if grep '/media/toaster/SILICON16GB' /etc/mtab > /dev/null 2>&1; 
mate-terminal -e "bash -c \"umount /media/toaster/SILICON16GB;
 echo USB drive can be removed; echo ; exec bash\""  
mate-terminal -e "bash -c \"echo SILICON16GB is not mounted; 
 echo ; exec bash\""
echo " "

The “trick” in this script is the use of two mate-terminal commands, one for each of the above-noted scenarios, and each including an “exec bash” statement in the executable argument. This final command effectively spawns a second instance of the terminal window which remains on the screen once the executable commands have been completed. This allows the user to review the specific message that is echoed to denote the status of the USB drive.

So, if running my script from the program launcher displays “USB drive can be removed”, I know that I can safely remove the memory stick.


Pausing a bash script

How to safely remove a USB external drive?

Linux Mint: Make a script/shortcut that can be clicked and run and will KEEP THE TERMINAL WINDOW OPEN afterwards [closed]

Avoid gnome-terminal close after script execution?

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Linux at 25

Happy Birthday Linux! Today marks the 25th anniversary of the announcement of work on the Linux kernel. “I’m doing a (free) operating system (just a hobby, won’t be big and professional like gnu)…” – Linus Torvalds, 25-Aug-91.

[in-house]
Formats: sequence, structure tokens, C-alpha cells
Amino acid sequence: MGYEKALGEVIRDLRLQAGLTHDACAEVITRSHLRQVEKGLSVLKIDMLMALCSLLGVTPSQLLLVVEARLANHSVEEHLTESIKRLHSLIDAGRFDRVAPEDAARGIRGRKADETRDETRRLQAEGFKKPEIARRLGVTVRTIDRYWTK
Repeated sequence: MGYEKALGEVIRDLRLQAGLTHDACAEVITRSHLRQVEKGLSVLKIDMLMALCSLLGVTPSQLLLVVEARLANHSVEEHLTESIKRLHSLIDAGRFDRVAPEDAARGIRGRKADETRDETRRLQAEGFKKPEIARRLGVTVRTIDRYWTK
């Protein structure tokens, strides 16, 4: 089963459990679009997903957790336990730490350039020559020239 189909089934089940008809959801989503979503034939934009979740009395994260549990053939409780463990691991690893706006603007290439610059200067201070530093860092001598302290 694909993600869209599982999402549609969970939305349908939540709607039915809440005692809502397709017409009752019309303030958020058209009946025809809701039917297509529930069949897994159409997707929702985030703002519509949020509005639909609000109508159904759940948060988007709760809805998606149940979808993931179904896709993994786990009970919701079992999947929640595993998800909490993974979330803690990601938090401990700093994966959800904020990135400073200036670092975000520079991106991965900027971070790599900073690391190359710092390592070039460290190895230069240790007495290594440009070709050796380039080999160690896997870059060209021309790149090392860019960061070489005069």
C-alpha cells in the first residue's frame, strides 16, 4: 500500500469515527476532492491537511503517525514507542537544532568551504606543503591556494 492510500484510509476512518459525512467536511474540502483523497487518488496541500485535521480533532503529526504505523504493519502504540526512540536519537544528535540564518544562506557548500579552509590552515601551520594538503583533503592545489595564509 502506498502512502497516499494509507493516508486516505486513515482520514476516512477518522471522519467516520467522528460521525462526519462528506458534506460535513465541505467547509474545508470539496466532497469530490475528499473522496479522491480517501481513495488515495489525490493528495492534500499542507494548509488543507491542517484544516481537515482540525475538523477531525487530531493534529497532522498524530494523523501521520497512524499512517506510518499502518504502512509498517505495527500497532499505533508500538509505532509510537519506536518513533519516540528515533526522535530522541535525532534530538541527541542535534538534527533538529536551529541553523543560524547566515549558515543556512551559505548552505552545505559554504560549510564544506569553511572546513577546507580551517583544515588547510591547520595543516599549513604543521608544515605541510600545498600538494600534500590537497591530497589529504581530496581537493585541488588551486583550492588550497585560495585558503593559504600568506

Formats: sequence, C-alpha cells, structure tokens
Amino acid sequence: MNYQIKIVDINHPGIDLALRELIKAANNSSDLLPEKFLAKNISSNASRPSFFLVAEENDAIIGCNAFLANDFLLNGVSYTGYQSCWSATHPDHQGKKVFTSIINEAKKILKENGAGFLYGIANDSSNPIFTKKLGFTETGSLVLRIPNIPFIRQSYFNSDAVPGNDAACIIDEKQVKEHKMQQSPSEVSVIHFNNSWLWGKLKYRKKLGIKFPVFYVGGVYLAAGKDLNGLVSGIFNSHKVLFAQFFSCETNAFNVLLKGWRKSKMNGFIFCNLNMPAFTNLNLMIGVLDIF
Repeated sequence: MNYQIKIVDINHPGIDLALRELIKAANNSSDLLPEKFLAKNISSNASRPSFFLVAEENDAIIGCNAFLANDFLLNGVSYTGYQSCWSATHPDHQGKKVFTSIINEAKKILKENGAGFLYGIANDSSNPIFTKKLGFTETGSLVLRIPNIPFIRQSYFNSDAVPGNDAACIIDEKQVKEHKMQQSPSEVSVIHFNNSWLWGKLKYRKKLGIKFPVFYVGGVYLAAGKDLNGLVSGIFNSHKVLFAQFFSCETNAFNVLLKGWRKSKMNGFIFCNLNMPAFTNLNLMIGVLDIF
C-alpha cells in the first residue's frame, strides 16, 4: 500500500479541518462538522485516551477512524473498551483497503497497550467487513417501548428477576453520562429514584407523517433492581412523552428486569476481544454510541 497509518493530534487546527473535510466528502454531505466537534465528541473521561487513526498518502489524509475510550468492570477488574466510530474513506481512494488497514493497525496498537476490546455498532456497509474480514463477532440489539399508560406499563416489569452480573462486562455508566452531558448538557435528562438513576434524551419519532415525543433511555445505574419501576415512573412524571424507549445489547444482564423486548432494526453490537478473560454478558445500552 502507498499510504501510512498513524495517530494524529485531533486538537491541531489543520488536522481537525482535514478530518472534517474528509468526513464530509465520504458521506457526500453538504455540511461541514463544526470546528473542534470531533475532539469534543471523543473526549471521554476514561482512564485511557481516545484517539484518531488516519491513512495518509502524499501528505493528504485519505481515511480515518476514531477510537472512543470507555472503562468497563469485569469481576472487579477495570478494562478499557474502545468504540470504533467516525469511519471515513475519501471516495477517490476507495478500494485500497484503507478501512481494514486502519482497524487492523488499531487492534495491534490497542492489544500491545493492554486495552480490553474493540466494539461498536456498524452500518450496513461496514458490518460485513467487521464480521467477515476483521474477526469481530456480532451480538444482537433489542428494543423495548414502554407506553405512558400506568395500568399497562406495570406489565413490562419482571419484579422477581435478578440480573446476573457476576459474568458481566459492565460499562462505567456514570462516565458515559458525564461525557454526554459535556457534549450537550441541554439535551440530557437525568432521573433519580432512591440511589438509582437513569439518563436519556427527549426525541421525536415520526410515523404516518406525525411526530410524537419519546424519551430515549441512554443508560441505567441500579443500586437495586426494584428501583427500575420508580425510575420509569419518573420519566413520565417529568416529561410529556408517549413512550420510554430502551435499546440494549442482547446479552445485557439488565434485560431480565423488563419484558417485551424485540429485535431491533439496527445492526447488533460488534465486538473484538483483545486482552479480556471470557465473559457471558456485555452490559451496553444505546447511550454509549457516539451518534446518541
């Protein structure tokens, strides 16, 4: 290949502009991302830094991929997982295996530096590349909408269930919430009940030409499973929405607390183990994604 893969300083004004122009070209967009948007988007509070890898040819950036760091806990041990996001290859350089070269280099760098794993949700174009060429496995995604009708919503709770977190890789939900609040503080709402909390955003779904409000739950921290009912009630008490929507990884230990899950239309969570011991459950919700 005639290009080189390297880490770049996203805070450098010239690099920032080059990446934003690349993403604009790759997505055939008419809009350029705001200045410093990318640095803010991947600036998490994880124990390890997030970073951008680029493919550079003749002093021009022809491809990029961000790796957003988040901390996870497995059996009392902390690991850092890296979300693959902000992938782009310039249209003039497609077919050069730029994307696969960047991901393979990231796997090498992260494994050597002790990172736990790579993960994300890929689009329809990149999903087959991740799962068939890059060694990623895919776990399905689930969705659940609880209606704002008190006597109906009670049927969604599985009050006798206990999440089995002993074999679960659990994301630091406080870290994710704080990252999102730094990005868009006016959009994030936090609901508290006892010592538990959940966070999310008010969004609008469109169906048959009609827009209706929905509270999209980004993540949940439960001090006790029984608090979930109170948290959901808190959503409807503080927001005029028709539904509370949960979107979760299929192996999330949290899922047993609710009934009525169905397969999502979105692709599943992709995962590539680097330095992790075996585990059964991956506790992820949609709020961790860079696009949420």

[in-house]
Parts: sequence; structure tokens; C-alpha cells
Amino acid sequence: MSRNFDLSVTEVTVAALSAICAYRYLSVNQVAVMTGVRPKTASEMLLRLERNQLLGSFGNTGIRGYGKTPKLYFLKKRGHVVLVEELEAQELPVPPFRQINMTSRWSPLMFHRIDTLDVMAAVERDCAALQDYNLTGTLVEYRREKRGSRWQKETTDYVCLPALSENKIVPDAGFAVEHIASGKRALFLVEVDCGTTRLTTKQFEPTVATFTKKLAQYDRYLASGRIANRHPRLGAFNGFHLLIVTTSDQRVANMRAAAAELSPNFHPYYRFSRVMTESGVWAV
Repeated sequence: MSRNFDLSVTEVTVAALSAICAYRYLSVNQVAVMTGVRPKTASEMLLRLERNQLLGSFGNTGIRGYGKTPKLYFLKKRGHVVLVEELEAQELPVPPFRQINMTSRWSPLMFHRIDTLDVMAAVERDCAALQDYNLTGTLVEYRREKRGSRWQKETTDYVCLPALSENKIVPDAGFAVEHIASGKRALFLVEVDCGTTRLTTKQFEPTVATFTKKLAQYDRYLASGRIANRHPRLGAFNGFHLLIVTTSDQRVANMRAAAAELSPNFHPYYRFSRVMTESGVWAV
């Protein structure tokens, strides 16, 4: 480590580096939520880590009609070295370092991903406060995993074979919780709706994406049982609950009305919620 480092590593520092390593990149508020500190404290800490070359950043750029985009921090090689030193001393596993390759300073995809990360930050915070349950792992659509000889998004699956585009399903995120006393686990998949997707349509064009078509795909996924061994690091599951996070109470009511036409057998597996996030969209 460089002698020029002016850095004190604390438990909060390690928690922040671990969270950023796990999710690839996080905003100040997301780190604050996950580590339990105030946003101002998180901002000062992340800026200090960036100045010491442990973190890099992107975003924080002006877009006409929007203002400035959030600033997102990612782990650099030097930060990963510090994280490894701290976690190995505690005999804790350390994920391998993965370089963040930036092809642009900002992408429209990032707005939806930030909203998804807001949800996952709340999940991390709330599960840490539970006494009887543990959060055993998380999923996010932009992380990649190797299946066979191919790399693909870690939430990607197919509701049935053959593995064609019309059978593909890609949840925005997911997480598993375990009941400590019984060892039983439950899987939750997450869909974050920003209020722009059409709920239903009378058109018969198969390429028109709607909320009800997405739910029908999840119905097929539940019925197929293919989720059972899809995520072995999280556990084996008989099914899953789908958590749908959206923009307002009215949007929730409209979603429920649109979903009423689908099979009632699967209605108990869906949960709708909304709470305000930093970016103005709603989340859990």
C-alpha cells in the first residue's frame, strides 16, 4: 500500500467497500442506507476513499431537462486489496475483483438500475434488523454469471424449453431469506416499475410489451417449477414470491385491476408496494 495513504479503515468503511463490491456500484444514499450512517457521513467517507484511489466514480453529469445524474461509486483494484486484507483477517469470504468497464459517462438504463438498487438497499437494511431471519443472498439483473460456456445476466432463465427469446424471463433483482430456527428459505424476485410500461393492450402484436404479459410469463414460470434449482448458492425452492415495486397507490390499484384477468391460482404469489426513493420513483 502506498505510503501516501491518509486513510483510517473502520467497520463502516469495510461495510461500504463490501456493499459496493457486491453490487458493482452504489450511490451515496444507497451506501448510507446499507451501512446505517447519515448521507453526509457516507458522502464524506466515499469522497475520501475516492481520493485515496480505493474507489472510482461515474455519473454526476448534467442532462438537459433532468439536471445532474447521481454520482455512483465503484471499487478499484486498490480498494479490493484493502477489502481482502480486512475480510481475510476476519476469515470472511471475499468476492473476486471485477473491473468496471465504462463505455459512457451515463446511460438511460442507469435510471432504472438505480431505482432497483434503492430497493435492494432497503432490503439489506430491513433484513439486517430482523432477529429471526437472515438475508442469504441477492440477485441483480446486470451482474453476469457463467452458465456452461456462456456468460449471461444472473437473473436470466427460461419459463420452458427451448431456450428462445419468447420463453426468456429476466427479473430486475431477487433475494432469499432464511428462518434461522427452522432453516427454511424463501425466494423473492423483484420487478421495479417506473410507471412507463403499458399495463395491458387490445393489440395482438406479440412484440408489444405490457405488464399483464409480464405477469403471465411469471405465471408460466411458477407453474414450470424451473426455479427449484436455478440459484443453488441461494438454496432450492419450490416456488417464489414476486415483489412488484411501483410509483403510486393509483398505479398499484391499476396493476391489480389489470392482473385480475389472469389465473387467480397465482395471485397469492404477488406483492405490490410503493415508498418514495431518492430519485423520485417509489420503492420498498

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Stop application windows snapping to full screen

Do you have an issue with moving a window by dragging it across the screen and it suddenly snapping (automatically maximizing) to full screen? If so, you let the top of the window touch the top of the screen and enabled automatic “snapping”. Fortunately, in Linux Mint, it’s a really easy fix.
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Opening Local HTML Files in Firefox under Android 6.0 (Marshmallow)

I use a local HTML file on all of my computing devices which lists all my frequently-used web sites on a multi-column page, with the individual entries being organized in categories. My new smartphone runs Android 6.0 which, for some reason seems to dislike opening the local HTML file in my favourite web browser, Mozilla Firefox.
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Xed, Gedit, and Pluma in Mint 18

The default editor in Linux Mint 18 is Xed, a package that is based on Pluma, and which, according to Mint’s web site is meant to “…use traditional user interfaces…” and “…provide the functionality users already enjoy…” At face value, this is true, but when opening a file on my system, I quickly found it not to be the case.
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Installing FreeFileSync in Linux Mint 18

My main data backup program is FreeFileSync in both Linux and Windows. However, when I attempted to install this package in Linux Mint 18 (Sarah) using the usual command to add the relevant PPA (sudo add-apt-repository ppa:freefilesync/ffs), I received the error message: Cannot add PPA: ”This PPA does not support xenial”.